Tuesday, November 15, 2022
It’s a very moving day for me today, to see the gates, the door of the campus of the Hebrew Union College open to the City of Jerusalem, indeed open to Israel. Since my involvement with this campus goes back 46 years, I would allow myself to look back as well as to look forward.
I remember the days in which Dick Scheuer and other members of the board met with Teddy Kollek and Golde, met you, and managed to get this most coveted piece of land in Jerusalem given to the college. And Dick Scheuer’s vision, which we followed, was that this would be an open beacon of liberal, progressive Judaism to Israel. This guided us throughout the months and years that we designed this campus. We were very proud when the design was selected after the opening to represent Israel. We traveled together with Dick and his family to Venice for the celebration.
Alas, for 36 years, the campus did not have a front door, and as the construction progressed, the city was represented with barbed wires and fences. The campus was kind of a mystery. And it was a very exciting moment when Tad Taube and President Panken called me one day and said, “We’re going to create this door. We going to create the entry to the campus.”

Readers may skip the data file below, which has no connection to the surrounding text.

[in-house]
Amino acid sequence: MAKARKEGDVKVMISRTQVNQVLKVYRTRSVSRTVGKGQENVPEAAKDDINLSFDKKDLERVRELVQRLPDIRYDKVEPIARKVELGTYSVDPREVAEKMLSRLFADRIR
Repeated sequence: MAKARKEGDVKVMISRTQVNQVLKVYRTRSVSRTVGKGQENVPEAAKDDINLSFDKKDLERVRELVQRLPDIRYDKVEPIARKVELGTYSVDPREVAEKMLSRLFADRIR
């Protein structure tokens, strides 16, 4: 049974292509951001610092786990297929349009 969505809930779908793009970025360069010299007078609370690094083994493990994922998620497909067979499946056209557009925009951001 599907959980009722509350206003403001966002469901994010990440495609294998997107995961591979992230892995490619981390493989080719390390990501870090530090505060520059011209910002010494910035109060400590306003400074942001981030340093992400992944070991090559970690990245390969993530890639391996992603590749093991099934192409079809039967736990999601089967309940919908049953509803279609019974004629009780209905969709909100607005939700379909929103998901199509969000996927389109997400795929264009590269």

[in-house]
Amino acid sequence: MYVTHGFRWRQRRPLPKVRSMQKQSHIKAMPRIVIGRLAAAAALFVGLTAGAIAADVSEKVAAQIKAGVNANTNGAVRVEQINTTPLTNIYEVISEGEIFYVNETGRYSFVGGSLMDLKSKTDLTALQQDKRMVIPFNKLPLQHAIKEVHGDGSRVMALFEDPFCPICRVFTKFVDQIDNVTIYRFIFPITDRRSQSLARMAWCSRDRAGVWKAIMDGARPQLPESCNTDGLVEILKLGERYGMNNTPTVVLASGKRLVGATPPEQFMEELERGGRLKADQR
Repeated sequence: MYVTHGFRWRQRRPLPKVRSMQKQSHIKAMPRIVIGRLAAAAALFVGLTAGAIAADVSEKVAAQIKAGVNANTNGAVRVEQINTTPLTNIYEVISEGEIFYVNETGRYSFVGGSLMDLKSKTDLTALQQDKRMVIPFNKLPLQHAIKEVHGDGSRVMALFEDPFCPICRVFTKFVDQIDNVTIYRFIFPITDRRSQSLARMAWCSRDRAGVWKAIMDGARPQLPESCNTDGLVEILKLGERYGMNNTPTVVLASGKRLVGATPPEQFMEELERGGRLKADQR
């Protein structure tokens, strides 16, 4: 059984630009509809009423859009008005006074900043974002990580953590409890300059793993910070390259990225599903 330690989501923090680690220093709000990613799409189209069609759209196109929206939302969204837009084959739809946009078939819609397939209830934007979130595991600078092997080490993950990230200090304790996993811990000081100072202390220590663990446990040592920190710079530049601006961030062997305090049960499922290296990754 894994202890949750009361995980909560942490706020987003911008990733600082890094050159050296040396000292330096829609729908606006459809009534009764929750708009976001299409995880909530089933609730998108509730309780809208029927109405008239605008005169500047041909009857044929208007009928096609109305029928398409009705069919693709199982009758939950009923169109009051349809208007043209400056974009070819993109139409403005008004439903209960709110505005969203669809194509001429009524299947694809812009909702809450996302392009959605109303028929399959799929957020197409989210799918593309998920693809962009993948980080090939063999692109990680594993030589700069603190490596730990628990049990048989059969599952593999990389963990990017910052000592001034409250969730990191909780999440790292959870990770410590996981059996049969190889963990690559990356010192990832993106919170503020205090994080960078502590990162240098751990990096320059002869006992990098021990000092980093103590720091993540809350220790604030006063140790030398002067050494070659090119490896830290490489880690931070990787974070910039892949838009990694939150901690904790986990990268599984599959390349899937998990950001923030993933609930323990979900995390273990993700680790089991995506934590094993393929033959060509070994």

Now it has taken six years since we had the ground-breaking, and you might say, “You guys, architects, are very slow.” You know what took all this time? I mean, in six years in Singapore, I build the ten million square feet, but it is an expression of the resistance to this campus in some quarters of the city.
Every excuse, one after the other, to delay or stop us. And so I’d like, in that respect, to salute my colleague, Carlos Spruce. I don’t know where Carlos is, but working together with a team from the college and later on with the Jerusalem Foundation, persistently kept going without giving up until we got the permit for this enormous, complicated project in the heart of Jerusalem.
So here we are. I believe that this is a new moment for this campus, to be open and inviting, that the activities in it would draw Israelis to come and interact with the students who come from abroad, and that it would fulfill a mission for really being a place where people experience liberal Judaism. These are threatening, dark days, and I think that the timing of the opening of this campus to the city couldn’t be more appropriate. And I’m proud and honored to be part of it. Thank you.